Zhurong, the six-wheeled, solar-powered, 240kg Mars rover is expected to spend three months taking photos.
Solar panel “wings” spread out and two camera “eyes” pointing ahead, China’s Mars rover Zhurong struck a birdlike pose as it explored the red planet in photos released by the country’s space agency Friday.
Zhurong’s touchdown in May was the first ever successful probe landing by any country on its first Mars mission — a milestone in China’s ascent to space superpower status.
The rover, named after a mythical Chinese fire god, has since been studying the topography of a vast Martian lava plain known as the Utopia Planitia.
Photos published by the China National Space Administration showed tracks in the red soil left by Zhurong, which the agency described as “China’s imprint”, after it drove onto the planet’s surface form a landing platform adorned with a large Chinese flag.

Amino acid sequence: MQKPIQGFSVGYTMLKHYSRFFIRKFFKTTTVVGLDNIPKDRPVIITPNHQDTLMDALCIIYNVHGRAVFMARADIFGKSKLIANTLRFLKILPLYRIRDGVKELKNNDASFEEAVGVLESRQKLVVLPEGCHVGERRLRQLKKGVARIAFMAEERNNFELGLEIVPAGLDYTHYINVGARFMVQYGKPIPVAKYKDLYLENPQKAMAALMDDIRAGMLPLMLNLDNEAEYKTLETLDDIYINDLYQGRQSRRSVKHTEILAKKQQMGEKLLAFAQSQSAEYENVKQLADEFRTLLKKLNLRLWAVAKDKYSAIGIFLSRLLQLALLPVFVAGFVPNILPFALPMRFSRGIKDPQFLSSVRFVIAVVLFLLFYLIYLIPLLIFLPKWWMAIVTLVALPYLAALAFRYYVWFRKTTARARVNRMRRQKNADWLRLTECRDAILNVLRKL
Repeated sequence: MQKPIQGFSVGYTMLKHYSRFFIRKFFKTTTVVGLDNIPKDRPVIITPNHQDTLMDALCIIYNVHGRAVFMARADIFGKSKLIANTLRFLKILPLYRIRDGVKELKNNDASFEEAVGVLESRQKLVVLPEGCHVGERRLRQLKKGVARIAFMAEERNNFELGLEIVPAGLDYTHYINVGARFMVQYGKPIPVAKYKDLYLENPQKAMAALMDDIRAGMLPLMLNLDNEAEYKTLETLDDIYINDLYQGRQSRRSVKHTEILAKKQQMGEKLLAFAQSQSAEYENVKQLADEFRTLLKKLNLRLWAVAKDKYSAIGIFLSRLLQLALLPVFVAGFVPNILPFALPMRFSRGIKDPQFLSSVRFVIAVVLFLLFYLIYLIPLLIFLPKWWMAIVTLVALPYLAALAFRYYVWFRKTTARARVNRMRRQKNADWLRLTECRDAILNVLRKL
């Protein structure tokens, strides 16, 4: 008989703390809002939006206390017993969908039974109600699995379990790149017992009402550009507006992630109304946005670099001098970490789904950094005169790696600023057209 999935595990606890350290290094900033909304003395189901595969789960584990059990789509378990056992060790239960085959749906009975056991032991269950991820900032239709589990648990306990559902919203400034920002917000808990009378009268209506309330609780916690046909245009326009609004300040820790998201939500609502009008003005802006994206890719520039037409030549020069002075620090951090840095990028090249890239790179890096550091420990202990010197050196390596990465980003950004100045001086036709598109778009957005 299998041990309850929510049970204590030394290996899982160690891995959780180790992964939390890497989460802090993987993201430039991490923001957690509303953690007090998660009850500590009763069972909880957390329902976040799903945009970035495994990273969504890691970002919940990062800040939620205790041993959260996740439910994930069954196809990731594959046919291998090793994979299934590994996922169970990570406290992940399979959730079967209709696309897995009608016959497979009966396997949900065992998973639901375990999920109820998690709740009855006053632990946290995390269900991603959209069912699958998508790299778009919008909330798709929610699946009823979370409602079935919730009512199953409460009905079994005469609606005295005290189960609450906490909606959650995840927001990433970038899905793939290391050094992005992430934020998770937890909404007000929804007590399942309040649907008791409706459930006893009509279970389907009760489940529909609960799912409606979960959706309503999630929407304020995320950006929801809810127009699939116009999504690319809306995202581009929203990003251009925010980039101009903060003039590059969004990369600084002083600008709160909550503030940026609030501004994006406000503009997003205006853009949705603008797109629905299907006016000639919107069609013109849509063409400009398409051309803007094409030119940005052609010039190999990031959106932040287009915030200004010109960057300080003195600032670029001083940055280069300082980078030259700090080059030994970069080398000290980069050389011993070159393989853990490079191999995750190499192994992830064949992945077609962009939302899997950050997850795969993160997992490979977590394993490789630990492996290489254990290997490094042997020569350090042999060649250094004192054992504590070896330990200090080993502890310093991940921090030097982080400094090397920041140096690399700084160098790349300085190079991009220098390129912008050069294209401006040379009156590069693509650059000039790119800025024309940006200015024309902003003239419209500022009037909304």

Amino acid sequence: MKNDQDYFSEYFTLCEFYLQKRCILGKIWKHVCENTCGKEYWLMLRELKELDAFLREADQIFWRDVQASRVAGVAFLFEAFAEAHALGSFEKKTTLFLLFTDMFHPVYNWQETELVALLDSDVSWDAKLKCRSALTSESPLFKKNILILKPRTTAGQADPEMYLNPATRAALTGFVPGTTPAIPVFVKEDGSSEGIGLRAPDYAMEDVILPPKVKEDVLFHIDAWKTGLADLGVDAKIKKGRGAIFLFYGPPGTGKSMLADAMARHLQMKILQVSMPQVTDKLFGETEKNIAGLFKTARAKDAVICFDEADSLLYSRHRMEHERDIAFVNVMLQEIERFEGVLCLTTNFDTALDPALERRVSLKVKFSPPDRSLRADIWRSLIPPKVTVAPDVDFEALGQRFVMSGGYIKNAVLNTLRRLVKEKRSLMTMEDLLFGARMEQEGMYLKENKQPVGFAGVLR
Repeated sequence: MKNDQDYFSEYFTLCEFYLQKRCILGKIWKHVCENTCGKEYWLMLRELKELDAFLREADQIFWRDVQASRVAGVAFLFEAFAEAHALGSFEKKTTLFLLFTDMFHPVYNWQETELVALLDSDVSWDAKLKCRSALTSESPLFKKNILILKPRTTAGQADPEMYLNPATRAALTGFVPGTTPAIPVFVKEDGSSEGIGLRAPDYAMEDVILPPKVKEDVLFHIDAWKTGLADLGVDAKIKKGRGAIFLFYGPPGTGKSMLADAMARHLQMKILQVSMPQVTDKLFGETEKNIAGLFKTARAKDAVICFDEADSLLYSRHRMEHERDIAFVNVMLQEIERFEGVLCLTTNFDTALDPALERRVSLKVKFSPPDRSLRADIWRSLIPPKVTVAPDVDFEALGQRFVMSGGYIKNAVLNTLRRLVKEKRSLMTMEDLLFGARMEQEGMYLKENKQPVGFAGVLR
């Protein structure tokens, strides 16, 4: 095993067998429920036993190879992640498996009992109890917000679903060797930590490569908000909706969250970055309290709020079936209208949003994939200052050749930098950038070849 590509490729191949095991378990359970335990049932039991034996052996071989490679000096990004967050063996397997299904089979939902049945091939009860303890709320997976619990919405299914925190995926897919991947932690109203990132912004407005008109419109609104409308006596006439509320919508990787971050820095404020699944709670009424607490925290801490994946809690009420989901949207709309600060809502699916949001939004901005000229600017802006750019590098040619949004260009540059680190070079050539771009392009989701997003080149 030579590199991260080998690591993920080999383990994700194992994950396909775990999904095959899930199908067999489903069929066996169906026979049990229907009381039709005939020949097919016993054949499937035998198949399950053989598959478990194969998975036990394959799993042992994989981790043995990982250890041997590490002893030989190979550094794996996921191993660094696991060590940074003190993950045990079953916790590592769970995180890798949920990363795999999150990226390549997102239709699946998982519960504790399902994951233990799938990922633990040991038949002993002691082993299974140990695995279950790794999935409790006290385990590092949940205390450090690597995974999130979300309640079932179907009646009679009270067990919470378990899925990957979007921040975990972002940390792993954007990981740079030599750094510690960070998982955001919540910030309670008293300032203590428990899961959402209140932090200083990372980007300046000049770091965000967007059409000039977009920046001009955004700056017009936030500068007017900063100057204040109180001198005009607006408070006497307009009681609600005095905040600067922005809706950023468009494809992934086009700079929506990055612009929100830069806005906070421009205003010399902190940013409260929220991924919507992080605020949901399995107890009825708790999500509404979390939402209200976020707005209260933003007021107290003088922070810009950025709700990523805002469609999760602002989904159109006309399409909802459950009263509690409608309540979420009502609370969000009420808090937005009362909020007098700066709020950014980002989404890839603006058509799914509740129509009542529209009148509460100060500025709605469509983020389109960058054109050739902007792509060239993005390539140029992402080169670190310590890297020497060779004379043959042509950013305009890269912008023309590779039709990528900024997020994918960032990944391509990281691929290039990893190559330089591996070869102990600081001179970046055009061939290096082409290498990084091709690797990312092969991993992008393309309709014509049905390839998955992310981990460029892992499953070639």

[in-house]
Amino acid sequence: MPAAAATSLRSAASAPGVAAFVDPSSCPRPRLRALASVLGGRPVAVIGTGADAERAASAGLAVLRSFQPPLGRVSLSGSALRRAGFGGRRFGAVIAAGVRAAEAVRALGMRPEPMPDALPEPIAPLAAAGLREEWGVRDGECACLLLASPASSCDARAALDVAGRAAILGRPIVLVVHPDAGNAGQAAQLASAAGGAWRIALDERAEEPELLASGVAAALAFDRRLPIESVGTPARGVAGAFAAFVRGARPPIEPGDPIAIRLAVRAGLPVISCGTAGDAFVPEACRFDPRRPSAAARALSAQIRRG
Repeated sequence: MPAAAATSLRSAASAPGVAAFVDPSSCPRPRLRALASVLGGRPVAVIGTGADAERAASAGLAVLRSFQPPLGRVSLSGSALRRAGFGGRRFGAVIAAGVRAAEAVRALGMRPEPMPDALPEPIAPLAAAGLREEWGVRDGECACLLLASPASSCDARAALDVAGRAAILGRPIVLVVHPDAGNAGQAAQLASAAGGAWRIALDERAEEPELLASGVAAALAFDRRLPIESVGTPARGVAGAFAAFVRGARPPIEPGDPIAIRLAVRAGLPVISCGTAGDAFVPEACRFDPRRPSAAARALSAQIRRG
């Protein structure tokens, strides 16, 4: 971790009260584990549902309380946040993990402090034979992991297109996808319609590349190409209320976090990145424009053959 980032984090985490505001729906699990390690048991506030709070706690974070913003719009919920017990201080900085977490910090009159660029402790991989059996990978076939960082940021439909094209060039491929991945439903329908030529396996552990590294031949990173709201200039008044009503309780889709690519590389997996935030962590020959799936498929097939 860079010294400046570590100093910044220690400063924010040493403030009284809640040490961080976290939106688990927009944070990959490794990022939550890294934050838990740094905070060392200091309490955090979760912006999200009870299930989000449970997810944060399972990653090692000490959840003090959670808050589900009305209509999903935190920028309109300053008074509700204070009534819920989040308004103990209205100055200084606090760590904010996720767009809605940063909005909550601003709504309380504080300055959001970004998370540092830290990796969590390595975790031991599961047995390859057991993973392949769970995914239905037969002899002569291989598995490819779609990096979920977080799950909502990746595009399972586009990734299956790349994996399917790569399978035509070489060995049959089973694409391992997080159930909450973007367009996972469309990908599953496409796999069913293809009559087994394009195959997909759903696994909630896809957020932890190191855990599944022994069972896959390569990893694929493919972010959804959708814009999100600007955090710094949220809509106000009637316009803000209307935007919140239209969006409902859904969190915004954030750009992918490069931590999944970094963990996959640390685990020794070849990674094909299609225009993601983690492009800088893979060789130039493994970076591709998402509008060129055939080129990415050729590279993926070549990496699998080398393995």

The six-wheeled, solar-powered, 240-kilogramme (530-pound) Zhurong is expected to spend three months taking photos, harvesting geographical data, and collecting rock samples.
The space agency said on Friday that the Mars mission’s “engineering tasks were carried out smoothly as planned,” and that the equipment were currently “in good condition.”
China has now sent astronauts into space, powered probes to the Moon and landed a rover on Mars — one of the most prestigious of all prizes in the competition for dominion of space.
The United States and Russia are the only other countries to have reached Mars, and only the former has operated a rover on the surface.
Several US, Russian and European attempts to land rovers on Mars have failed in the past, most recently in 2016 with the crash-landing of the Schiaparelli joint Russian-European spacecraft.
The latest successful arrival came in February, when US space agency NASA landed its rover Perseverance, which has since been exploring the planet.